Officials vow to fix Kentucky traffic
SPARTA, Ky. -- Flashbulbs popped as pole sitter Kyle Busch led the 43-car Sprint Cup field to the green flag at Kentucky Speedway on Saturday night to kick off the long-awaited debut by NASCAR's top series at the 1.5-mile oval.
Yet the real story of the inaugural race at the track tucked among the hills in northern Kentucky was unfolding over the wall behind Turns 3 and 4 as Busch roared to the start/finish line.
Cars, many of them stuck in gridlock for hours on nearby Interstate 71, continued to inch along the overstuffed access roads. The maddening parade continued as the laps ticked off, with some fans eventually being asked to turn around after the race passed its halfway point so the track could start allowing those that did manage to make it in to leave.
Kentucky Speedway general manager Mark Simendinger put out a statement late Sunday saying the track "regrets" the traffic conditions and is working on a way to make amends with fans who never made it through the gates.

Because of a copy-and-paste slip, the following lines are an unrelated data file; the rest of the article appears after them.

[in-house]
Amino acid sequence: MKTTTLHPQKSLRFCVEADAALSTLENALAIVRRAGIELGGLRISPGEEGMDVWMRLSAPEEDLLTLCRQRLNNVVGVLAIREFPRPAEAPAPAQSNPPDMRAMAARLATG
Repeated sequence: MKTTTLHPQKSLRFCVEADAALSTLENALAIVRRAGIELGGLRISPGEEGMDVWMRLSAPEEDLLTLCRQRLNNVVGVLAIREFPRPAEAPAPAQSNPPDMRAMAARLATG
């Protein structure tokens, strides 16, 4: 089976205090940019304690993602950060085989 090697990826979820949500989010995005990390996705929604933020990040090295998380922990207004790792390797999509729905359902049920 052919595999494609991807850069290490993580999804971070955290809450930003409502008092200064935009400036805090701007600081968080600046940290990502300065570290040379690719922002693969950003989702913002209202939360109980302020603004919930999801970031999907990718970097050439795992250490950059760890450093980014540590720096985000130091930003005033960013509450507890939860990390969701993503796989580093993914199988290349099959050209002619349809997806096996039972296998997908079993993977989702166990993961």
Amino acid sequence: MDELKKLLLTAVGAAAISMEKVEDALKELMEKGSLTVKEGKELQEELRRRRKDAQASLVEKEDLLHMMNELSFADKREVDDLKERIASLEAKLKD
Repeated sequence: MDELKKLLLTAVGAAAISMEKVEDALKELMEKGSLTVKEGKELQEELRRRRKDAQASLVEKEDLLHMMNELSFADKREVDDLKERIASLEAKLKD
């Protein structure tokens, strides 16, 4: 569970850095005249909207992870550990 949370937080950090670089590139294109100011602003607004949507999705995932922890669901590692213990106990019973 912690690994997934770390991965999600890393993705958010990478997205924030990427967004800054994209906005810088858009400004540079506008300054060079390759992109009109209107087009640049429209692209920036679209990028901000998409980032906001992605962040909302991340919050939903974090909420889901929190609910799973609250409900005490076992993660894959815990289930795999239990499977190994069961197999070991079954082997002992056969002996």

"We're committed to working with NASCAR, state and local officials and traffic experts to assure that this never happens again," Simendinger said.
NASCAR chairman Brian France said in a statement he was "thrilled" by the fan interest but also "extremely disappointed" with the numerous logistical issues that hampered the event and pledged the series will work with the track operator Speedway Motorsports Inc., to get it corrected.
"This situation cannot happen again," France said.
The 15-mile backups put a damper on the memorable show SMI chairman Bruton Smith promised to deliver when he received permission from NASCAR to move a date from Atlanta Motor Speedway to Kentucky last summer.